Cameron Parish, located in Southwest Louisiana, is vibrant and alive with wildlife, fertile hunting grounds and authentic Louisiana charm.
The History Of Cameron Parish
Organized in 1870 from parts of Calcasieu and Vermilion Parishes, Cameron is named for Simon Cameron, a Pennsylvanian who was President Abraham Lincoln’s first secretary of war. It is among the largest civil parishes in Louisiana, yet the least populated, owing to the high proportion of land area devoted to marsh. Cameron Parish comprises a large portion of the Louisiana Chenier Plain, and thus is home to numerous cheniers, elevated ridges that occur in certain coastal regions, particularly in Louisiana. Early settlers include John M. Smith, Millege McCall, John William Sweeney, George W. Wakefield, William Doxey, James Hall, James Root, and John M. Miller.
The western half of Cameron Parish was part of the colorful No Man’s Land or 1806 Neutral Ground (Louisiana) agreement to solve a boundary dispute between the governments of the United States and Spain after the Louisiana Purchase. The Calcasieu River (at the time the Arroyo Hondo) and the Sabine River became the eastern and western boundaries. Devoid of law enforcement, the area became a hotbed of outlaws, pirates, and other nefarious characters for many years.
The American Civil War, and numerous hurricanes, such as Audrey, Rita, and Ike were defining events that shaped the trajectory of the region. Loyalties were split in the coastal area at the onset of the Civil War, setting the stage for additional conflict. Block chronicled activities of the Unionist “Mermentau Jayhawkers” and their vigilante nemesis, the “Mermentau Regulators” during the fall of 1863 in and around Grand Chenier.
Cameron Parish was devastated by Hurricane Audrey on June 27, 1957, causing over 390 deaths. Authors, Nola Mae Ross and Susan McFillen Goodson chronicled the stories of many Audrey survivors in “Hurricane Audrey”, published 40 years after the storm. Tales of tragedy and heroism emerged with the heavy press coverage following the devastation. The American Medical Association named a local Cameron physician, Cecil Clark, the General Practitioner of the Year in recognition of dedicated service despite great personal loss. Audrey defined Cameron Parish for nearly 50 years, with local history being divided into before and after Audrey periods until much of the parish was destroyed again by Hurricane Rita on September 24, 2005. “Little Chenier” was filmed in Southwest Louisiana just prior to Hurricane Rita, and contains some of the only accessible moving images of the area before it was destroyed.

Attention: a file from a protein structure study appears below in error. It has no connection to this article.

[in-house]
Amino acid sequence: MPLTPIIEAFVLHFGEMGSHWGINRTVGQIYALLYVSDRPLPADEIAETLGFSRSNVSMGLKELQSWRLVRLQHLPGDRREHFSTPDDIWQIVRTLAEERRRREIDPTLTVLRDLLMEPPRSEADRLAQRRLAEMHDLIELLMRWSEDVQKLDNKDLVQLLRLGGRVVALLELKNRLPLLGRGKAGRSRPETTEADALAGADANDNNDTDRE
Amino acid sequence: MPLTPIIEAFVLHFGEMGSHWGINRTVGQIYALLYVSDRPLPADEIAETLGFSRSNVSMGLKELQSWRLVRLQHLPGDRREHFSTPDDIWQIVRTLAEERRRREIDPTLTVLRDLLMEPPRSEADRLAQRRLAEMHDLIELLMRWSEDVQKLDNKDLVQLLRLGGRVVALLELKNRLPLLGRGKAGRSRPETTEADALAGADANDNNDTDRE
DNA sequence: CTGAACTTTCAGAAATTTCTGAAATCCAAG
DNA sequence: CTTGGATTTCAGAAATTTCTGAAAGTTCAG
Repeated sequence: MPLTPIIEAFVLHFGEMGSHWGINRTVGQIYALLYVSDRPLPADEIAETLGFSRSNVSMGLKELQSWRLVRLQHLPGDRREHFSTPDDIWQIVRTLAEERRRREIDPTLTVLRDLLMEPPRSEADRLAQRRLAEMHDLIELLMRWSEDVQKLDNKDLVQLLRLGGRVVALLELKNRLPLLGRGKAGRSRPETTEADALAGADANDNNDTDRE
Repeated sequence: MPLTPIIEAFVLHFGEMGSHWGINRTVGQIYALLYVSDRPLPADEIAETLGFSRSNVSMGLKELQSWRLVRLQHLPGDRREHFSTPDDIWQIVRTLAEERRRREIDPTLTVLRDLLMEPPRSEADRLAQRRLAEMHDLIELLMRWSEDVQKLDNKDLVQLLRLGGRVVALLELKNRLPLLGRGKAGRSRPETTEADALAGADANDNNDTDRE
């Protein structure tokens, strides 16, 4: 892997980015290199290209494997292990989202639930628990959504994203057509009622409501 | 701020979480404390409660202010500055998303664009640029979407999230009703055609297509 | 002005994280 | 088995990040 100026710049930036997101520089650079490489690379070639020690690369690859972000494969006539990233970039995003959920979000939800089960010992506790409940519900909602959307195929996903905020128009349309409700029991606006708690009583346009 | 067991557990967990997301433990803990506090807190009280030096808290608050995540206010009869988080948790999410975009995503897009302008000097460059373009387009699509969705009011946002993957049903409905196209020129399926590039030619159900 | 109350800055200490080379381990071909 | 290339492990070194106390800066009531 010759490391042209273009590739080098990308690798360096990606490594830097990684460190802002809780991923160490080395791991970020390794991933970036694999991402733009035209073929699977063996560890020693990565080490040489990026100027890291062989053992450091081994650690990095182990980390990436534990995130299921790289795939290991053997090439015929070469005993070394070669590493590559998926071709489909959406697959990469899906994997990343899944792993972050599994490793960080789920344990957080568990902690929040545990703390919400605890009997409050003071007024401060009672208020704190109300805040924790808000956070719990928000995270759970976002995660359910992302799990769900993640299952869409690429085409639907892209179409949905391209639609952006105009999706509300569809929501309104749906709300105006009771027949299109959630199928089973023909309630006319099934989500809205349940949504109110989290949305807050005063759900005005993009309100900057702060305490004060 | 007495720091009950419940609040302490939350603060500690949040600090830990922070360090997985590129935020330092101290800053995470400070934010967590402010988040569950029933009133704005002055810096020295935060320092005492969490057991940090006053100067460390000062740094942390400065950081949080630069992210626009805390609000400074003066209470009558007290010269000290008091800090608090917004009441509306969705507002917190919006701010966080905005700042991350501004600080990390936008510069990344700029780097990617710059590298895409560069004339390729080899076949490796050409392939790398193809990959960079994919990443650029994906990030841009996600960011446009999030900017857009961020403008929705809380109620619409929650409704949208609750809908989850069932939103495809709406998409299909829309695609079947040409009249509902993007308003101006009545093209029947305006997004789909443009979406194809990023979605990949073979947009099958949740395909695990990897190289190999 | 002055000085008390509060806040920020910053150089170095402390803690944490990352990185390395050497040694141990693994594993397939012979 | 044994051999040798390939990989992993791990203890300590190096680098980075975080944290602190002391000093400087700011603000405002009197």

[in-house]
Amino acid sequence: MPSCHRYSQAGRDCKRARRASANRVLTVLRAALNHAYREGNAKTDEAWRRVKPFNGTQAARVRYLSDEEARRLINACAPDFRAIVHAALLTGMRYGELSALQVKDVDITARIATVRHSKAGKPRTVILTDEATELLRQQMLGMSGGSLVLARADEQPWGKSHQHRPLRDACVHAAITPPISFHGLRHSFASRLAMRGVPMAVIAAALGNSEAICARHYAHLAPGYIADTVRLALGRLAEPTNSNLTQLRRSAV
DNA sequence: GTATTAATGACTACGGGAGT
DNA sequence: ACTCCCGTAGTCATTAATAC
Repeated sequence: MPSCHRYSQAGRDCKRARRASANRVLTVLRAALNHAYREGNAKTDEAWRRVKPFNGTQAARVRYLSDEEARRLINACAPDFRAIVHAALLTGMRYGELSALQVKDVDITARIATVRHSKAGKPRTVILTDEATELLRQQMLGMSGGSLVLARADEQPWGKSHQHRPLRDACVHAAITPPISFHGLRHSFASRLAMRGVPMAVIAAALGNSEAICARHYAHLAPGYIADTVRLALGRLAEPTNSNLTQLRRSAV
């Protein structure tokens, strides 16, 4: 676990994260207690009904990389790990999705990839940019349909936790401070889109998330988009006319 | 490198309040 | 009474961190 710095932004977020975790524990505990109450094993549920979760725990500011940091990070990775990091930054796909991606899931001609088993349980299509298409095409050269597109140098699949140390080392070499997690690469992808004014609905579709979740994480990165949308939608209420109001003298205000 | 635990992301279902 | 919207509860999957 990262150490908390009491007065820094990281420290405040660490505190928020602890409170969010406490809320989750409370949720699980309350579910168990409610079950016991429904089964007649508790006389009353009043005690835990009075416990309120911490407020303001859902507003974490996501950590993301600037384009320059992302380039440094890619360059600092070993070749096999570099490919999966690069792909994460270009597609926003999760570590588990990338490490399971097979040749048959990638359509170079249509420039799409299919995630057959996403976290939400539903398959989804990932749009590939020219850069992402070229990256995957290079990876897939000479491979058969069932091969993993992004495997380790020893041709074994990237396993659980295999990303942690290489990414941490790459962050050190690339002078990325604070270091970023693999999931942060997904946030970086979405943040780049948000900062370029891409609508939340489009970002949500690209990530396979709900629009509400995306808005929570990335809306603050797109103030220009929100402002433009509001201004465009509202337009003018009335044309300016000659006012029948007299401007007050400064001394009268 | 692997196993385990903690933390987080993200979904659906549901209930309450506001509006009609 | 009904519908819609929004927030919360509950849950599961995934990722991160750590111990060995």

In 2008, three years after Rita, Hurricane Ike came ashore and brought a 22-foot (6.7 m) storm surge, which was far worse than Rita’s 10-foot (3.0 m) surge. Nearly every square inch of the coastline in that area was flooded heavily, with surge and floodwaters reaching 60 miles inland, as far north as Lake Charles. In Cameron Parish the communities of Cameron, Holly Beach, Hackberry, Creole, Johnson Bayou and Grand Chenier were essentially destroyed. Hundreds of people had to be rescued from atop rooftops, including 363 people who were rescued by Louisiana Department of Wildlife and Fisheries Search and Rescue teams in conjunction with the Louisiana National Guard and the U.S. Coast Guard.